You are here: Home
/ Publication Information
Title: HOW to Differentiate Dutch Elm Disease from Elm Phloem Necrosis
Author: Gibson, Lester Paul; Hastings, Arthur R.; LeMadeliene, Leon A.;
Source: NA-FB/P-11. [Broomall, PA]: U.S. Dept. of Agriculture, Forest Service, Northern Area State & Private Forestry
Publication Series: Miscellaneous Publication
Description: Dutch elm disease (DED) and elm phloem necrosis are the two most serious diseases of elm in the United States (Figs. 1 and 2). Most native species of elm are susceptible to both diseases. Dutch elm disease is caused by a fungus, Ceratocystis u1mi (Buisman) C. Moreau, and is transmitted by two species of elm bark beetles-the smaller European elm bark beetle, Scolytus multistriatus (Marsham) and the native elm bark beetle, Hylurgopinus rufipes (Eichoff). Elm phloem necrosis is caused by a mycoplasma-like organism and is transmitted by the whitebanded elm leafhopper Scaphoideus luteolus Van Duzee (Fig. 3). Both diseases also can be transmitted through root grafts between adjacent trees.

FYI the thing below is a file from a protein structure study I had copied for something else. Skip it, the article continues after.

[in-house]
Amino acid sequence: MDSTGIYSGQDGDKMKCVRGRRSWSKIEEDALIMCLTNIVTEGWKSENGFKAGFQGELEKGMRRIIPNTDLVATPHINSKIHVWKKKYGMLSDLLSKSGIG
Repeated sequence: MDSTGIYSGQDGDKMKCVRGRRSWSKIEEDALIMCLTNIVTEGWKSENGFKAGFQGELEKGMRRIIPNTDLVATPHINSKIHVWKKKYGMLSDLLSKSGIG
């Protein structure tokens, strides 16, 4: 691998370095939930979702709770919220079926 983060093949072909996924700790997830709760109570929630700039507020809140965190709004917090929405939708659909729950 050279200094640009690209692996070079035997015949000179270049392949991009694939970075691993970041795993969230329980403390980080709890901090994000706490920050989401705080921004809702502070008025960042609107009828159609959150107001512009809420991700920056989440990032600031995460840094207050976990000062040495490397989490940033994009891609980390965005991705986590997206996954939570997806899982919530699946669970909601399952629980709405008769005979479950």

- We recommend that you also print this page and attach it to the printout of the article, to retain the full citation information.
- This article was written and prepared by U.S. Government employees on official time, and is therefore in the public domain.
- This publication may be available in hard copy. Check the Northern Research Station web site to request a printed copy of this publication.
- Our on-line publications are scanned and captured using Adobe Acrobat. During the capture process some typographical errors may occur. Please contact Sharon Hobrla, email@example.com if you notice any errors which make this publication unusable.
XML: View XML
Gibson, Lester Paul; Hastings, Arthur R.; LeMadeliene, Leon A. 1981. HOW to Differentiate Dutch Elm Disease from Elm Phloem Necrosis. NA-FB/P-11. [Broomall, PA]: U.S. Dept. of Agriculture, Forest Service, Northern Area State & Private Forestry
Get the latest version of the Adobe Acrobat reader or Acrobat Reader for Windows with Search and Accessibility